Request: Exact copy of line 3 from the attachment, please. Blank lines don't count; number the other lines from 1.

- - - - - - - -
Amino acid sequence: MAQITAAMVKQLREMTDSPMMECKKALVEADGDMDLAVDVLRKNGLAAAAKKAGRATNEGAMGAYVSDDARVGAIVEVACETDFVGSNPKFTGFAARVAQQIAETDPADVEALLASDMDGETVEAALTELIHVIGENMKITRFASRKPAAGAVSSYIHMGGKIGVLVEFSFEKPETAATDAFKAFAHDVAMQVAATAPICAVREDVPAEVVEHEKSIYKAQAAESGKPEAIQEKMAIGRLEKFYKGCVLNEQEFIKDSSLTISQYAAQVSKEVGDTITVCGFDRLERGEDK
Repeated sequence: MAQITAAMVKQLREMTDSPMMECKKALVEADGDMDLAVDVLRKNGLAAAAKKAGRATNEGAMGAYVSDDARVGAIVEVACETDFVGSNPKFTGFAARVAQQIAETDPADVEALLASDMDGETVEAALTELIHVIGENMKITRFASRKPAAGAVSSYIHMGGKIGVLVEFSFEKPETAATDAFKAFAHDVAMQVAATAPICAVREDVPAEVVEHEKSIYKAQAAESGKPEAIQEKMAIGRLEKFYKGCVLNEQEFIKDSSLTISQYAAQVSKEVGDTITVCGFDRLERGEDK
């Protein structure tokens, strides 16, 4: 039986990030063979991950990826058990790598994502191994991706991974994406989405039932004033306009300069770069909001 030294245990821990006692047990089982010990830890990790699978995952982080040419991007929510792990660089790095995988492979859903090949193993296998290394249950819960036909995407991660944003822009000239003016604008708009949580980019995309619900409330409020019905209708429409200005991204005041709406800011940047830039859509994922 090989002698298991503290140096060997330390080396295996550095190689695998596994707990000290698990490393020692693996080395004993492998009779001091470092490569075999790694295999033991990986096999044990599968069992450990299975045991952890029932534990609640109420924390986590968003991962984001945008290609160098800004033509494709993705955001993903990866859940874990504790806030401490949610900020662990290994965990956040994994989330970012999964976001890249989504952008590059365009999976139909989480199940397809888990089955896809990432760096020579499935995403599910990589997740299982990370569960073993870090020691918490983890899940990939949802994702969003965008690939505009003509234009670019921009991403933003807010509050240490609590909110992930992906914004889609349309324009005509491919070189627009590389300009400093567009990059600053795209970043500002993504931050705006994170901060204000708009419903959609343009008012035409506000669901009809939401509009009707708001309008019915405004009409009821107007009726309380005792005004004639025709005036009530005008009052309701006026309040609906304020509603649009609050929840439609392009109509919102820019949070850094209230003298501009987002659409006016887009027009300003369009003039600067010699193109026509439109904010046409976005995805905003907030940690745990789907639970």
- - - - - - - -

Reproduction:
């Protein structure tokens, strides 16, 4: 039986990030063979991950990826058990790598994502191994991706991974994406989405039932004033306009300069770069909001 030294245990821990006692047990089982010990830890990790699978995952982080040419991007929510792990660089790095995988492979859903090949193993296998290394249950819960036909995407991660944003822009000239003016604008708009949580980019995309619900409330409020019905209708429409200005991204005041709406800011940047830039859509994922 090989002698298991503290140096060997330390080396295996550095190689695998596994707990000290698990490393020692693996080395004993492998009779001091470092490569075999790694295999033991990986096999044990599968069992450990299975045991952890029932534990609640109420924390986590968003991962984001945008290609160098800004033509494709993705955001993903990866859940874990504790806030401490949610900020662990290994965990956040994994989330970012999964976001890249989504952008590059365009999976139909989480199940397809888990089955896809990432760096020579499935995403599910990589997740299982990370569960073993870090020691918490983890899940990939949802994702969003965008690939505009003509234009670019921009991403933003807010509050240490609590909110992930992906914004889609349309324009005509491919070189627009590389300009400093567009990059600053795209970043500002993504931050705006994170901060204000708009419903959609343009008012035409506000669901009809939401509009009707708001309008019915405004009409009821107007009726309380005792005004004639025709005036009530005008009052309701006026309040609906304020509603649009609050929840439609392009109509919102820019949070850094209230003298501009987002659409006016887009027009300003369009003039600067010699193109026509439109904010046409976005995805905003907030940690745990789907639970």